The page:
The silver dollar has been one of America’s most popular coins throughout its history. As the largest silver coin...Read More
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The history of pre-1933 US gold coins date all the way back to the end of the 18th century. The Coinage Act of 1792 was the legislation that first sanctioned the production of U.S. coinage. However, production of gold coins really began with the half eagle ($5) and eagle ($10) in 1795. Throughout the early history of the United States, Gold coins served as currency until their confiscation in the early 1930s.
In 1933, during the height of the Great Depression, President Franklin D. Roosevelt (using the “Trading with the Enemy Act of 1917”) issued an executive order requiring that all persons in possession or control of gold coins, gold bullion, and gold certificates (i.e. paper currency redeemable in gold coin of the United States) must turn them into any federal reserve bank or any “member bank” of the Federal Reserve System. This order made it illegal for American citizens to hold monetary gold. Gold coins were then melted and cast into Gold bars. This federal government recall and meltdown made the previously common gold coins very rare.
In fact, estimates have less than 1% of these Pre-1933 gold coins surviving. This single act from Roosevelt alone makes it extremely hard to believe that so many of the rare pre-1933 gold US coins are still on the market today. It has also made pre-1993 gold coins some of the most desirable items among collectors and investors alike.
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Minted by the United States government prior to 1933, these coins offer investors the opportunity to gain exposure to both physical gold as well as coin collecting. Pre-1933 U.S. minted gold coins were struck in .900 purity and are available today in both graded and raw form with many size options, designs, and grades to choose from. NGC and PCGS certified coins are available in mint-state grades while ungraded coins are also available in varying conditions. Depending on the scarcity and condition of the coin, pre-1933 gold coins often fetch higher premiums over the gold spot price than similarly sized gold bullion.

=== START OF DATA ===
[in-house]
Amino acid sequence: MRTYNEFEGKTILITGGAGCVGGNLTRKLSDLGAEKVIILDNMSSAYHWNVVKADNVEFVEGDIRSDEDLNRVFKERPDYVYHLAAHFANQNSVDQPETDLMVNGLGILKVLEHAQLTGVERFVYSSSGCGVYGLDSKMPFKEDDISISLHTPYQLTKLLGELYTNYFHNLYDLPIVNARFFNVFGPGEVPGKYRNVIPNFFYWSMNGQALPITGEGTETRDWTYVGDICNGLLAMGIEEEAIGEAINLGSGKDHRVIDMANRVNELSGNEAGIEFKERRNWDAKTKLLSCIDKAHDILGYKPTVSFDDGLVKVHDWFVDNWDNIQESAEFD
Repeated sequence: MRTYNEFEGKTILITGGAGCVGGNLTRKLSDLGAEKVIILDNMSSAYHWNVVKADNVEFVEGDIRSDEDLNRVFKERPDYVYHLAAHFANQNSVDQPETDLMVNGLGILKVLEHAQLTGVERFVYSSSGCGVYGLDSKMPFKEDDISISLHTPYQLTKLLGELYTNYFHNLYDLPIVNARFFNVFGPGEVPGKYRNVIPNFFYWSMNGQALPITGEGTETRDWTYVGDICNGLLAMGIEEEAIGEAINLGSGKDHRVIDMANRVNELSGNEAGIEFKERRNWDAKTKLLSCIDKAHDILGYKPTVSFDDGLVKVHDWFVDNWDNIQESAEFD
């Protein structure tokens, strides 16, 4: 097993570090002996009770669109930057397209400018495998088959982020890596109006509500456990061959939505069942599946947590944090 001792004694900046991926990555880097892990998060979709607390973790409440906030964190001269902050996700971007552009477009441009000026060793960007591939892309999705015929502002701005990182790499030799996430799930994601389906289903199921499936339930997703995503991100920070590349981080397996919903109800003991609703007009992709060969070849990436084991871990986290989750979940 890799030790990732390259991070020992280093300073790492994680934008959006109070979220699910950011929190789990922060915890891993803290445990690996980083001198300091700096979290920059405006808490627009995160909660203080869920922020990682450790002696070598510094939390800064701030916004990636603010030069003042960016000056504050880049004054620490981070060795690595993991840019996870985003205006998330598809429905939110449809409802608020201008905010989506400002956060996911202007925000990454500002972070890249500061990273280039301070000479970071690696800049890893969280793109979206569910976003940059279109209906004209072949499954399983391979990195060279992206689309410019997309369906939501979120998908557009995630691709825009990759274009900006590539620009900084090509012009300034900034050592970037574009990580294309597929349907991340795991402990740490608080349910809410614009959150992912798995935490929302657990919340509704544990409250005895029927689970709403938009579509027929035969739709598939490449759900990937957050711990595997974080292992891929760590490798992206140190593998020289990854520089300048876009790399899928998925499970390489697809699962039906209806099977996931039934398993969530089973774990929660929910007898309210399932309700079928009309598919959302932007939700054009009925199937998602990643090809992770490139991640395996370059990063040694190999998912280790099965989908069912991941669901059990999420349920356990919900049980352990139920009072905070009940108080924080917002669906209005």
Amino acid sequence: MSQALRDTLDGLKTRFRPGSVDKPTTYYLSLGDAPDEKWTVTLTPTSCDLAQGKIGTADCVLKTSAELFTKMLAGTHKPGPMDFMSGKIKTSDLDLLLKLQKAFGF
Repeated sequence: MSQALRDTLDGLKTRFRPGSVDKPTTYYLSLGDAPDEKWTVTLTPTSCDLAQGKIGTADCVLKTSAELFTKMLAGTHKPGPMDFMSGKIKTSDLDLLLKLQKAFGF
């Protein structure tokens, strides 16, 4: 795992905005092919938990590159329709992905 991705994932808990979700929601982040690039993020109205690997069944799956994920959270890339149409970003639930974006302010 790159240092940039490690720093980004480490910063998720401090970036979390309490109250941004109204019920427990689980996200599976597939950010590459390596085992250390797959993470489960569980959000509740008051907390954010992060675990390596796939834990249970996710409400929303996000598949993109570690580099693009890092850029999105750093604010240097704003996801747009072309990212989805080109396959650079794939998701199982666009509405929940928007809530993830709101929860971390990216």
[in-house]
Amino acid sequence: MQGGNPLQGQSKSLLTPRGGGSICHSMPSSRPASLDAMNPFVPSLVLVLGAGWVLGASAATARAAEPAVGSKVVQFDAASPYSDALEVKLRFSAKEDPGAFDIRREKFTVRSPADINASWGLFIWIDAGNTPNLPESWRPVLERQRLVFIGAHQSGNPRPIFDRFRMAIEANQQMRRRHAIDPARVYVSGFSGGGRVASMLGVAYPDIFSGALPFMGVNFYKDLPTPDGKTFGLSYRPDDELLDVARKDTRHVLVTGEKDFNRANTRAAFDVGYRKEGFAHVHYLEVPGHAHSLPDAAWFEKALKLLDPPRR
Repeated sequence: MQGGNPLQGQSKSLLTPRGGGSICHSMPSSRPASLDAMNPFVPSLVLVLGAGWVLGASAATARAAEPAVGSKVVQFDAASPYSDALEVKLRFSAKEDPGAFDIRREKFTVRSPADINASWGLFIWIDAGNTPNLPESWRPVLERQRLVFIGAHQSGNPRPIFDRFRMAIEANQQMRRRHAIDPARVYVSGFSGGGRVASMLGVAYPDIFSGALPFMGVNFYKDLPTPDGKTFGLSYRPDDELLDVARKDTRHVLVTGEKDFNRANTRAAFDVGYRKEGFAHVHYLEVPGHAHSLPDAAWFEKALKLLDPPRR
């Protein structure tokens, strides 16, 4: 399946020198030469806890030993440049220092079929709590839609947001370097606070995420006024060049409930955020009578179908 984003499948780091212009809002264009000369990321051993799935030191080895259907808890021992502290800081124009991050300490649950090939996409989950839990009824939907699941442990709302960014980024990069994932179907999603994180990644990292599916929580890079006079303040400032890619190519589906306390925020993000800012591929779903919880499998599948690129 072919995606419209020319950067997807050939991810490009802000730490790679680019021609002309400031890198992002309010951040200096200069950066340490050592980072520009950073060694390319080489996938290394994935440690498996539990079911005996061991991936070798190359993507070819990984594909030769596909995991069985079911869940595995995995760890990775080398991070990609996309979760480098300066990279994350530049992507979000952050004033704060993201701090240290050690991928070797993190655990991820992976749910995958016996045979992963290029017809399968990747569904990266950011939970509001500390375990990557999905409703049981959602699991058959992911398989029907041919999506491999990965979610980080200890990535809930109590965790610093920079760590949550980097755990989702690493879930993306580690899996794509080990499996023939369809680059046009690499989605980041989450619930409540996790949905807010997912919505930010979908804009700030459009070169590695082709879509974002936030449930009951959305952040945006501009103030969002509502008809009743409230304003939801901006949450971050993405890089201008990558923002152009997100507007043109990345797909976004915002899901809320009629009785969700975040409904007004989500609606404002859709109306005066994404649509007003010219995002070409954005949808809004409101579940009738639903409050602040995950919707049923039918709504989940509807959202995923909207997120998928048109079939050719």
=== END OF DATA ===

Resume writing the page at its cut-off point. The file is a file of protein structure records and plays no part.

Being that there are a variety of pre-1933 US coins in existence, the designs of them vary quite drastically from coin to coin. With that said, the fact that many of these coins were produced during the same time period means that as much as their designs are different, they are similar in a lot of ways as well. The three designs that describe a majority of U.S. gold coins minted prior to 1933 include the Liberty Head, Indian Head, and St. Gaudens designs.
The designs of these pre-1933 gold coins are all impressive, but investors are most likely more concerned with how much gold is present in them. Every pre-1933 gold coin is comprised of 90% gold. The other 10% is made up of filler metal, most often copper added to increase the strength and durability of the coin.
At the time of their minting, the gold content of these spectacular coins was closely in line with the coin’s intrinsic worth. Today, the legal value is dwarfed by how much the gold content alone would fetch on the open market. The California Gold Rush of the late 1840s and early 1850s kicked the production of gold U.S. coins into overdrive as the U.S. Mint was provided with a heavy surplus of gold from the scores of mines popping up all over the western United States.
Throughout the duration of the 19th century up until the early parts of the 20th century, gold coins were minted continuously and often in large quantities. As the financial woes of the Great Depression began to more readily grip the United States and the world, President Roosevelt decreed that the ownership of physical gold was now illegal for US citizens. Beginning in 1933 and lasting through the next few years, it was mandated that all US gold coins be returned to the US Treasury. It was at this point when the US Treasury made the executive decision to melt down a majority of the coins to make gold bars. This occurrence alone makes it extremely hard to believe that so many pre-1933 gold US coins are still on the market today.
Throughout the years, as the United States expanded, gold coins were struck at 7 different mints ranging from Philadelphia to San Francisco. Below are a few of the most popular Pre-1933 Gold coins Available. Click on the arrow to learn More: